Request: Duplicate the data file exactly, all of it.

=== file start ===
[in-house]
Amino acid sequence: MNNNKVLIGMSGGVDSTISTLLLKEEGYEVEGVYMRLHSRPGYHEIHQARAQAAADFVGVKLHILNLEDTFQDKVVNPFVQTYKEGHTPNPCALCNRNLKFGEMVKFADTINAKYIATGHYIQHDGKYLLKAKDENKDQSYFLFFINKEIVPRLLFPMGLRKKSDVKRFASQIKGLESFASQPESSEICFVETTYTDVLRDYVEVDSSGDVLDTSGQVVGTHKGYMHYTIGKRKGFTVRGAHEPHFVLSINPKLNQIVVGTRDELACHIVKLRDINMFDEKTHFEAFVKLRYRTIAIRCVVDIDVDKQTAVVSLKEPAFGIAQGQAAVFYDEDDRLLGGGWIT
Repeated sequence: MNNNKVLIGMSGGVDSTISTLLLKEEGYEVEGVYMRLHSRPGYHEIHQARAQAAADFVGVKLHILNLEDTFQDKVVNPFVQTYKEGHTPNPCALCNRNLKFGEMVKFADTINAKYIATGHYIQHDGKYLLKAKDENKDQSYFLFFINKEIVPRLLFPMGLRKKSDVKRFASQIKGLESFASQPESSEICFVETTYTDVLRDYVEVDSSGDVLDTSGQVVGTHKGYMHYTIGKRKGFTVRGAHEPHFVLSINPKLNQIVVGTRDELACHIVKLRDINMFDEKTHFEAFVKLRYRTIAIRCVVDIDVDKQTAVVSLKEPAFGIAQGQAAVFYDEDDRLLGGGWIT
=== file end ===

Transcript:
[in-house]
Amino acid sequence: MNNNKVLIGMSGGVDSTISTLLLKEEGYEVEGVYMRLHSRPGYHEIHQARAQAAADFVGVKLHILNLEDTFQDKVVNPFVQTYKEGHTPNPCALCNRNLKFGEMVKFADTINAKYIATGHYIQHDGKYLLKAKDENKDQSYFLFFINKEIVPRLLFPMGLRKKSDVKRFASQIKGLESFASQPESSEICFVETTYTDVLRDYVEVDSSGDVLDTSGQVVGTHKGYMHYTIGKRKGFTVRGAHEPHFVLSINPKLNQIVVGTRDELACHIVKLRDINMFDEKTHFEAFVKLRYRTIAIRCVVDIDVDKQTAVVSLKEPAFGIAQGQAAVFYDEDDRLLGGGWIT
Repeated sequence: MNNNKVLIGMSGGVDSTISTLLLKEEGYEVEGVYMRLHSRPGYHEIHQARAQAAADFVGVKLHILNLEDTFQDKVVNPFVQTYKEGHTPNPCALCNRNLKFGEMVKFADTINAKYIATGHYIQHDGKYLLKAKDENKDQSYFLFFINKEIVPRLLFPMGLRKKSDVKRFASQIKGLESFASQPESSEICFVETTYTDVLRDYVEVDSSGDVLDTSGQVVGTHKGYMHYTIGKRKGFTVRGAHEPHFVLSINPKLNQIVVGTRDELACHIVKLRDINMFDEKTHFEAFVKLRYRTIAIRCVVDIDVDKQTAVVSLKEPAFGIAQGQAAVFYDEDDRLLGGGWIT